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Tag Archive | "City Impact"

Cedar Springs WorkCamp now accepting applications for free home repairs

City Impact-Cedar Springs is now accepting applications for free home repairs for those most in need in the Cedar Springs area. City Impact was awarded a WorkCamp by Group Mission Trips (Group) (www.groupmissiontrips.com). The WorkCamp runs from June 27 through July 3. 

WorkCamp completes all manner of home repairs completed, including interior and exterior painting, weatherization, simple roof repairs, mobile home skirting and insulation, stair repairs and handicap ramps. Homes within 30 minutes of Cedar Springs are eligible for this WorkCamp. 

City Impact is leading the effort to bring over 200 campers from across the country to Cedar Springs to complete repairs on over 40 homes. The campers will be lodged at the Cedar Springs Middle School. Group and City Impact expressed thanks for the support and provided by Cedar Springs schools, especially Superintendent Smith, Principal Balding, and Operations Director Ken Simon.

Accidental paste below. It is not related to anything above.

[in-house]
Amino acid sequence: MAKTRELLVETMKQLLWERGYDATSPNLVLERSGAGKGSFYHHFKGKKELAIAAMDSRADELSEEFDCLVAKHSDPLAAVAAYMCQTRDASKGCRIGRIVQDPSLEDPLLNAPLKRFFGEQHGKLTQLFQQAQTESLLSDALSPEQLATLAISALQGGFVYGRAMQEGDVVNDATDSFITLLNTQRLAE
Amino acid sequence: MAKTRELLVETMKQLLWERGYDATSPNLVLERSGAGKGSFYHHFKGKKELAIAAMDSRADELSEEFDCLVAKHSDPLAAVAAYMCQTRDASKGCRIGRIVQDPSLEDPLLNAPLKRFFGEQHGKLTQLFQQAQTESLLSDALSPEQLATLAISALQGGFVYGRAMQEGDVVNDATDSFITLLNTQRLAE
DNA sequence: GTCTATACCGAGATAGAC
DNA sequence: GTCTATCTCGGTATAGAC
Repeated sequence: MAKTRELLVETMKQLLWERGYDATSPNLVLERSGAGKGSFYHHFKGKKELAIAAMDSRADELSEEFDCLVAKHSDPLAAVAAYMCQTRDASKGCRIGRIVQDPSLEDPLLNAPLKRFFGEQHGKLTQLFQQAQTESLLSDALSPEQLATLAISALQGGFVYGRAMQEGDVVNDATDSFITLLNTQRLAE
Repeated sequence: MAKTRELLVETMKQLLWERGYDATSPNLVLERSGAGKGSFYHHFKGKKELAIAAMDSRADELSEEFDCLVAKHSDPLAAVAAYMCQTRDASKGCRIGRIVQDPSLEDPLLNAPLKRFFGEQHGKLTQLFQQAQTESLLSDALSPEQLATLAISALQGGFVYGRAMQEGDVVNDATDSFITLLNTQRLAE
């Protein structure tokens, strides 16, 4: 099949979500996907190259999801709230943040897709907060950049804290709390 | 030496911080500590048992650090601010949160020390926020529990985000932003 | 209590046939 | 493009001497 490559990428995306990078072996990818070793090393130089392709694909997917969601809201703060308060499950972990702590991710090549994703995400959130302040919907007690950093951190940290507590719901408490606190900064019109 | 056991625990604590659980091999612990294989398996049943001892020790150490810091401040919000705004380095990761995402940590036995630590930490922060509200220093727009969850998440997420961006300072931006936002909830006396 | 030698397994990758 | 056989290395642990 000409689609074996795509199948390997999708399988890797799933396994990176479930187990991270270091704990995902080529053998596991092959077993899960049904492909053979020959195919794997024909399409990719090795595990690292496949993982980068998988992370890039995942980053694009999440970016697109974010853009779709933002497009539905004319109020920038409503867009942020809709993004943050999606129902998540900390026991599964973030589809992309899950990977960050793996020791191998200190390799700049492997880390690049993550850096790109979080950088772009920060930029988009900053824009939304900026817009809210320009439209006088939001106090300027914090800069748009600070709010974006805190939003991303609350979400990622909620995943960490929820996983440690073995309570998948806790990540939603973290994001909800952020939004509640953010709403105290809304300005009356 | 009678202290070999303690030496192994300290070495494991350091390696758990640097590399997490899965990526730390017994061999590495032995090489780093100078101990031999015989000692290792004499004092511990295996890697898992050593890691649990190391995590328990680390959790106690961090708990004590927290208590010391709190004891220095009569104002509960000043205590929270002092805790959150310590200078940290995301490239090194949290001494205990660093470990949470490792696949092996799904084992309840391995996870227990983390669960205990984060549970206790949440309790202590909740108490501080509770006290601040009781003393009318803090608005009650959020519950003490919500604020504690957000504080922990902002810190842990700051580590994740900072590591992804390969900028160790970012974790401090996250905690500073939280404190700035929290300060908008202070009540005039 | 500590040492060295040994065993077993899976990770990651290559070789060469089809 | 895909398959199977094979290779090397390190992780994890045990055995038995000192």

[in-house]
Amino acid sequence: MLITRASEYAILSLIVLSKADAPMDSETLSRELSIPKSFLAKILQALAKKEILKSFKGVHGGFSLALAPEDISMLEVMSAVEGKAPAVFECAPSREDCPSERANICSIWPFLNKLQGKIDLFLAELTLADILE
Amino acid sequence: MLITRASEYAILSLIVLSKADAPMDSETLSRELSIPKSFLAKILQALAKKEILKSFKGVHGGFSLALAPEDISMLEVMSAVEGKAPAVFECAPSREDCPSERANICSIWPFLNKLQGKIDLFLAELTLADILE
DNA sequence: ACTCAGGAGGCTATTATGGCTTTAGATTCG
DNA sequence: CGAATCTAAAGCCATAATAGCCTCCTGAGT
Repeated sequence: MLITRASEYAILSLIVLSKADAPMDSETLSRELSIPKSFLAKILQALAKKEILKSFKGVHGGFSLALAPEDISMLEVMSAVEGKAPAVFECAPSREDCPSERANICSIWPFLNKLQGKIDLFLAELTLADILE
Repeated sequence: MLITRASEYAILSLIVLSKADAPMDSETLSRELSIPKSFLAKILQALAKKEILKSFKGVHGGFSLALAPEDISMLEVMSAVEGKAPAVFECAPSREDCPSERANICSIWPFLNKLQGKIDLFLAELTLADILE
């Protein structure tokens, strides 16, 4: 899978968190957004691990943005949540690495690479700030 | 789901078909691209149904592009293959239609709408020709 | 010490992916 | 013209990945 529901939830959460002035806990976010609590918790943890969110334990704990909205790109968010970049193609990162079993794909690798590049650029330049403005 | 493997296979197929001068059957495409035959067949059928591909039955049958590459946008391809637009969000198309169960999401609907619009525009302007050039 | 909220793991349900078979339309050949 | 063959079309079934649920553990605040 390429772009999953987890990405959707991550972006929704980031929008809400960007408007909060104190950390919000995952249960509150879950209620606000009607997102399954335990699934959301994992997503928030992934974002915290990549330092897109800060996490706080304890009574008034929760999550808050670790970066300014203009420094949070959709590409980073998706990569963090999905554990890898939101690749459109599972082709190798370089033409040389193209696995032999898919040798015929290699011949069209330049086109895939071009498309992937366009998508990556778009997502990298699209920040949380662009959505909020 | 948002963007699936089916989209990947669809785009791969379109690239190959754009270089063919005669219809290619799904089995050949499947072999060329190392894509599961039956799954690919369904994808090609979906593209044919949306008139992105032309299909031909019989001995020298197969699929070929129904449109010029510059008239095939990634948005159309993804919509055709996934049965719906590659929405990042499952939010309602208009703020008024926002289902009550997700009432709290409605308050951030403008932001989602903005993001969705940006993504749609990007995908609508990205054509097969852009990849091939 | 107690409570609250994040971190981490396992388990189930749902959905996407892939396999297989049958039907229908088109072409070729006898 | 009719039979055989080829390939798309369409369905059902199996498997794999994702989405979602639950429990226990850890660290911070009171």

How can our community support this WorkCamp?

  • Help those in need apply for free home repairs
  • Youth group attendance 
  • Financially support the WorkCamp
  • Volunteer for WorkCamp

Applications now are available from City Impact (email: cityimpactcs@gmail.com) and on Facebook (WorkCamp-Cedar Springs). Selection of the homes for WorkCamp will be conducted in early April based on submitted applications. 

A primary responsibility of City Impact is to raise the local funding to pay for the building materials which is no small feat in the current Covid world. 

Donations can be sent to:  City Impact-2021 WorkCamp 288 North Main Street NE, Cedar Springs, MI 49319. Ensure that contributions are clearly marked WorkCamp 2021. Also as part of our fundraising there are sponsorship opportunities (please check out our Facebook page). 

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City Impact community turkey giveaway

This Thanksgiving “turkey” advertised the community turkey
giveaway Monday at City Impact of Cedar Springs.
Photo from City Impact Facebook page.